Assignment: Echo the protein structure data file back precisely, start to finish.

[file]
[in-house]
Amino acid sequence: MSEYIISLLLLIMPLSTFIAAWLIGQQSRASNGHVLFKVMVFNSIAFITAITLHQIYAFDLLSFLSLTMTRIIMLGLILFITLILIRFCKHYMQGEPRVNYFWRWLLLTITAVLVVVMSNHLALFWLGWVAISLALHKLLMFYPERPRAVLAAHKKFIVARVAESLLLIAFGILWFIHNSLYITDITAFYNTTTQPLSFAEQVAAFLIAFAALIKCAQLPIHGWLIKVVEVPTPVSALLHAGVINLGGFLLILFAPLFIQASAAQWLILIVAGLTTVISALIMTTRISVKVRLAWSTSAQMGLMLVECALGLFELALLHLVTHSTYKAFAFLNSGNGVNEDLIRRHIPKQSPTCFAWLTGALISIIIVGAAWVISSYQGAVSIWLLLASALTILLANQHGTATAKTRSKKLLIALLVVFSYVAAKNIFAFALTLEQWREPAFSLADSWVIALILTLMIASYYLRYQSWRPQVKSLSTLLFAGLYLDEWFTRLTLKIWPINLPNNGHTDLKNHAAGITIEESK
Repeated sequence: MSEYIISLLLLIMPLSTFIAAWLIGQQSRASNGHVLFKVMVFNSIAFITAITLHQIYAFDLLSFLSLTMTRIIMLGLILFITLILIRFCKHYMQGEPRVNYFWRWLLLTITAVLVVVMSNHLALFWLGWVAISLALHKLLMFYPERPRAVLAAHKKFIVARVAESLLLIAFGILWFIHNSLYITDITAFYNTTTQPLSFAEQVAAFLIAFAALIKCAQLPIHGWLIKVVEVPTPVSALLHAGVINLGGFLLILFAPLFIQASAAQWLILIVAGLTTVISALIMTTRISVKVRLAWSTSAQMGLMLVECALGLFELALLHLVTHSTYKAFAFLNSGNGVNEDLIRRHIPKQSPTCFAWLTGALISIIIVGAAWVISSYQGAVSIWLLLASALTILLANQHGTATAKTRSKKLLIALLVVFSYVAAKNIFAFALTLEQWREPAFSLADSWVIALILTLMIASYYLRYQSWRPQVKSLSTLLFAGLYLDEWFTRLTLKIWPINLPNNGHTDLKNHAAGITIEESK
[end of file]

[in-house]
Amino acid sequence: MSEYIISLLLLIMPLSTFIAAWLIGQQSRASNGHVLFKVMVFNSIAFITAITLHQIYAFDLLSFLSLTMTRIIMLGLILFITLILIRFCKHYMQGEPRVNYFWRWLLLTITAVLVVVMSNHLALFWLGWVAISLALHKLLMFYPERPRAVLAAHKKFIVARVAESLLLIAFGILWFIHNSLYITDITAFYNTTTQPLSFAEQVAAFLIAFAALIKCAQLPIHGWLIKVVEVPTPVSALLHAGVINLGGFLLILFAPLFIQASAAQWLILIVAGLTTVISALIMTTRISVKVRLAWSTSAQMGLMLVECALGLFELALLHLVTHSTYKAFAFLNSGNGVNEDLIRRHIPKQSPTCFAWLTGALISIIIVGAAWVISSYQGAVSIWLLLASALTILLANQHGTATAKTRSKKLLIALLVVFSYVAAKNIFAFALTLEQWREPAFSLADSWVIALILTLMIASYYLRYQSWRPQVKSLSTLLFAGLYLDEWFTRLTLKIWPINLPNNGHTDLKNHAAGITIEESK
Repeated sequence: MSEYIISLLLLIMPLSTFIAAWLIGQQSRASNGHVLFKVMVFNSIAFITAITLHQIYAFDLLSFLSLTMTRIIMLGLILFITLILIRFCKHYMQGEPRVNYFWRWLLLTITAVLVVVMSNHLALFWLGWVAISLALHKLLMFYPERPRAVLAAHKKFIVARVAESLLLIAFGILWFIHNSLYITDITAFYNTTTQPLSFAEQVAAFLIAFAALIKCAQLPIHGWLIKVVEVPTPVSALLHAGVINLGGFLLILFAPLFIQASAAQWLILIVAGLTTVISALIMTTRISVKVRLAWSTSAQMGLMLVECALGLFELALLHLVTHSTYKAFAFLNSGNGVNEDLIRRHIPKQSPTCFAWLTGALISIIIVGAAWVISSYQGAVSIWLLLASALTILLANQHGTATAKTRSKKLLIALLVVFSYVAAKNIFAFALTLEQWREPAFSLADSWVIALILTLMIASYYLRYQSWRPQVKSLSTLLFAGLYLDEWFTRLTLKIWPINLPNNGHTDLKNHAAGITIEESK